Celebrating a good day together.
Celebrating a good day together.
Quarter view of a pretty boat and a pretty town.
Quarter view of a pretty boat and a pretty town.
Cassie.  Knitting.  On a boat.  Two of the best things in life.
Cassie. Knitting. On a boat. Two of the best things in life.
Save and sound at her new dock, Thompson's Wharf in Belfast, Maine.
Save and sound at her new dock, Thompson’s Wharf in Belfast, Maine.

Annie
Thank you, Belfast, for your welcoming ways

Clementine and Grand Marnier Chocolate Cake

Elizabeth’s favorite flavors are chocolate and orange and so for her birthday in late March, can you guess what sort of cake she asked for?  Knowing that Easter was on it’s way, and also knowing that while SHE got her cake, WE didn’t get our cake, I decided to make it again and this time for our Easter dinner crowd.

This cake is lovely for a couple of reasons.  The oil and sour cream make it a forgiving batter that once baked into a cake, stays forever moist.   The clementine zest, orange extract and Grand Marnier ensure that the cake is infused with orange flavor at several different levels.  Lastly, the bright orange garnish of the clementine lends an eye-catching splash of happy color and tang.

IMG_9815-001aClementine and Grand Marnier Chocolate Cake
Cake:
1 3/4 cups granulated sugar
2 tablespoons clementine zest; about 3 clementines
2 eggs
3/4 cup buttermilk
1/2 cup canola oil
1/2 cup sour cream
3 tablespoons Grand Marnier
2 teaspoons orange extract
1 teaspoon pure vanilla extract
1 3/4 cup all-purpose flour
3/4 cup cocoa powder
2 teaspoons baking soda
1 teaspoon baking powder
1/2 teaspoon salt

Glaze:
12 ounces semi-sweet chocolate
8 tablespoons salted butter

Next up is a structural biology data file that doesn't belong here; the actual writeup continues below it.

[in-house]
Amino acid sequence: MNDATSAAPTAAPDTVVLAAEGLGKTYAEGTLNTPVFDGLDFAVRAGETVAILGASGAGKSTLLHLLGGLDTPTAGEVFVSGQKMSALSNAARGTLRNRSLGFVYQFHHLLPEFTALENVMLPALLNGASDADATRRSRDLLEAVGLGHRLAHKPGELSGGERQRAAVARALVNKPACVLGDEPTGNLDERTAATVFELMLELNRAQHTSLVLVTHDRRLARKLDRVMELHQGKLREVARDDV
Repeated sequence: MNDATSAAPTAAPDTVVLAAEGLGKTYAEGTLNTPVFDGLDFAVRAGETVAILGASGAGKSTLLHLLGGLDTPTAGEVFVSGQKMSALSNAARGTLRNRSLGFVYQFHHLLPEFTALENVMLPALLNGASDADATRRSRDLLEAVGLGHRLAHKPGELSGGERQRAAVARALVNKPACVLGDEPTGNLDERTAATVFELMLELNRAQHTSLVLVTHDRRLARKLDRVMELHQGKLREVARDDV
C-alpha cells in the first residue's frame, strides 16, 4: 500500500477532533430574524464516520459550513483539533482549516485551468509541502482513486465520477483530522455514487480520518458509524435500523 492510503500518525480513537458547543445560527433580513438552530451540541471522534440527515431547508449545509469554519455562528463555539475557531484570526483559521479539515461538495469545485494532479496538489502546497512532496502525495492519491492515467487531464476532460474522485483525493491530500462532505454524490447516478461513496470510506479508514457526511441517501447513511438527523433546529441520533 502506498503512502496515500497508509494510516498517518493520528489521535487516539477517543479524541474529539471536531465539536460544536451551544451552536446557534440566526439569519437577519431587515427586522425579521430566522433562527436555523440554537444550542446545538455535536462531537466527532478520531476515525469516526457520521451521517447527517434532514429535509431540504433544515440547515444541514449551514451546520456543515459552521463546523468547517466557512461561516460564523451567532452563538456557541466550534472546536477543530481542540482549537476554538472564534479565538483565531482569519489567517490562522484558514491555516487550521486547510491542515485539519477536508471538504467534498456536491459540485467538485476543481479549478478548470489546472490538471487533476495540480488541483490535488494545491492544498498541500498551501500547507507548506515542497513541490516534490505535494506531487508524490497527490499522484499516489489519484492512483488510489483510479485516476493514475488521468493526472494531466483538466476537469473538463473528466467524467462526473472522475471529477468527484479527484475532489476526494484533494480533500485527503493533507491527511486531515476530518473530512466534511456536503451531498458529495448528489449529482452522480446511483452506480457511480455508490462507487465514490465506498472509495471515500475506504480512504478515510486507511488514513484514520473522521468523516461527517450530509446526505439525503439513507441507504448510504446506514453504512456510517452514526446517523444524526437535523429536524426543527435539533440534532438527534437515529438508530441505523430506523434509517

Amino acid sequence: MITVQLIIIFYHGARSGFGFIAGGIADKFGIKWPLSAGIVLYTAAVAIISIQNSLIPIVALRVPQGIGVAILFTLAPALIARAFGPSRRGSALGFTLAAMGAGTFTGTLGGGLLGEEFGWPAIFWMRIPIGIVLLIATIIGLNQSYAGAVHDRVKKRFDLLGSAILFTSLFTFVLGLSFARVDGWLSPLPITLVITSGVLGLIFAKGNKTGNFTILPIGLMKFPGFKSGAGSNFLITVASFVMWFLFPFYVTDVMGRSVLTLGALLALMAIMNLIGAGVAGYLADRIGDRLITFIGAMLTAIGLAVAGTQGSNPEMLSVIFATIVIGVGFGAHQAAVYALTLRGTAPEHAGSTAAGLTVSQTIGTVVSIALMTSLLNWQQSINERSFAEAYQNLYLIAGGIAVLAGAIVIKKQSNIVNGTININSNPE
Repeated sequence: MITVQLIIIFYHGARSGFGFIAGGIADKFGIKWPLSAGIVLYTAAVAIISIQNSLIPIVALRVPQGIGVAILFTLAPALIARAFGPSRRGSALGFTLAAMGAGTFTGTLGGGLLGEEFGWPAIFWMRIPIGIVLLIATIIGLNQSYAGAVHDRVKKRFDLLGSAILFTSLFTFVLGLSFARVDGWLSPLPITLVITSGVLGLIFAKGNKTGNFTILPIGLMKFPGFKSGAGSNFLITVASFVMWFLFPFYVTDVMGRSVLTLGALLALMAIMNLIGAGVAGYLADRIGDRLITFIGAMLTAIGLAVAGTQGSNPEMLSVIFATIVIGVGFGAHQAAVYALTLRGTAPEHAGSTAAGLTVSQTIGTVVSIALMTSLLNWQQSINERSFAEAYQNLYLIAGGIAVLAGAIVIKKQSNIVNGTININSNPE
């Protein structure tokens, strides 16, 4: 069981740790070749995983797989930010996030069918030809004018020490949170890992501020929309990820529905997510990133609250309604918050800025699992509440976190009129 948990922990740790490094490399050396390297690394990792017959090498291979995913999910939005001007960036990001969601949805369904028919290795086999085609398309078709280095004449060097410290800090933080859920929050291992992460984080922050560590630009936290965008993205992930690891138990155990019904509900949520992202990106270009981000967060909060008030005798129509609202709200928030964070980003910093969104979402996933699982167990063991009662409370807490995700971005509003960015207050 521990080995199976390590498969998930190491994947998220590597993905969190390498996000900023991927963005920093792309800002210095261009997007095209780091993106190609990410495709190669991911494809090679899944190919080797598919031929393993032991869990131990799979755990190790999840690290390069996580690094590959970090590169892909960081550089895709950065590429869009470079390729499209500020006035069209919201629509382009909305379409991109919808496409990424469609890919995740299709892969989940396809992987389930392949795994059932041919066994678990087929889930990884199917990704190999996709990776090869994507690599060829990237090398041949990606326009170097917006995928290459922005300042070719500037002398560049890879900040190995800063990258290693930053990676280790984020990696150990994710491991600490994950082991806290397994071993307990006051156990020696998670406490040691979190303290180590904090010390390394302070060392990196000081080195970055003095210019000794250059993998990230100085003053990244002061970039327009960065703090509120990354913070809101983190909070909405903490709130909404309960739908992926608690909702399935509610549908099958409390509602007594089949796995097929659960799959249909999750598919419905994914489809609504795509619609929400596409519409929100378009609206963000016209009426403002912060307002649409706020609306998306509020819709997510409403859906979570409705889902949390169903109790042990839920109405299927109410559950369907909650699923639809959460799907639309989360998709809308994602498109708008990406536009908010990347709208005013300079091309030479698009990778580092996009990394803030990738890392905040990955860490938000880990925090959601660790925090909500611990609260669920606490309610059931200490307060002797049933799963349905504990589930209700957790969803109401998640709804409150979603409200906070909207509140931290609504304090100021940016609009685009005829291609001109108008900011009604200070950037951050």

1/2 cup sour cream
1 tablespoon Grand Marnier
1/2 teaspoon pure vanilla extract
1/4 teaspoon orange extract
2 clementines, sliced thinly and halved for garnish

Cake:
Preheat oven to 350 degrees.  Grease two 9-inch round cake pans and set aside.

Using the paddle attachment and a large mixing bowl combine sugar, zest, eggs and canola oil on low speed.  Measure out the rest of the wet ingredients in one liquid measuring container and measure all of the dry ingredients into a sifter.  Alternate adding the wet and dry ingredients to the mixing bowl ending with wet.

Divide batter evenly between the two cake pans and bake for 40 to 45 minutes or until the edges of the cake have pulled away from the sides of the pan a little and a toothpick comes clean when inserted into the center.  Remove from oven and set aside to cool completely.

Glaze:
Melt the chocolate and butter in a medium sauce pan over medium-low heat.  When the butter is melted, remove the pan from the heat and let the chocolate continue to melt.  When the chocolate is fully melted, add the sour cream and the rest of the ingredients and mix well.

To Assemble:
To assemble the cake, remove the cooled cakes from their pans and transfer one to a serving platter.  Spread 1/2 of the glaze onto the top of the cake and rim with clementines so that you will be able to see the rinds.  Repeat the process with the second cake.  The glaze is a little easier to deal with if it has cooled somewhat, but don’t wait until it has cooled completely as it will set up.  Garnish with clementine halves and serve.

Serves 12 to 16

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Annie
Gonna get me that last slice…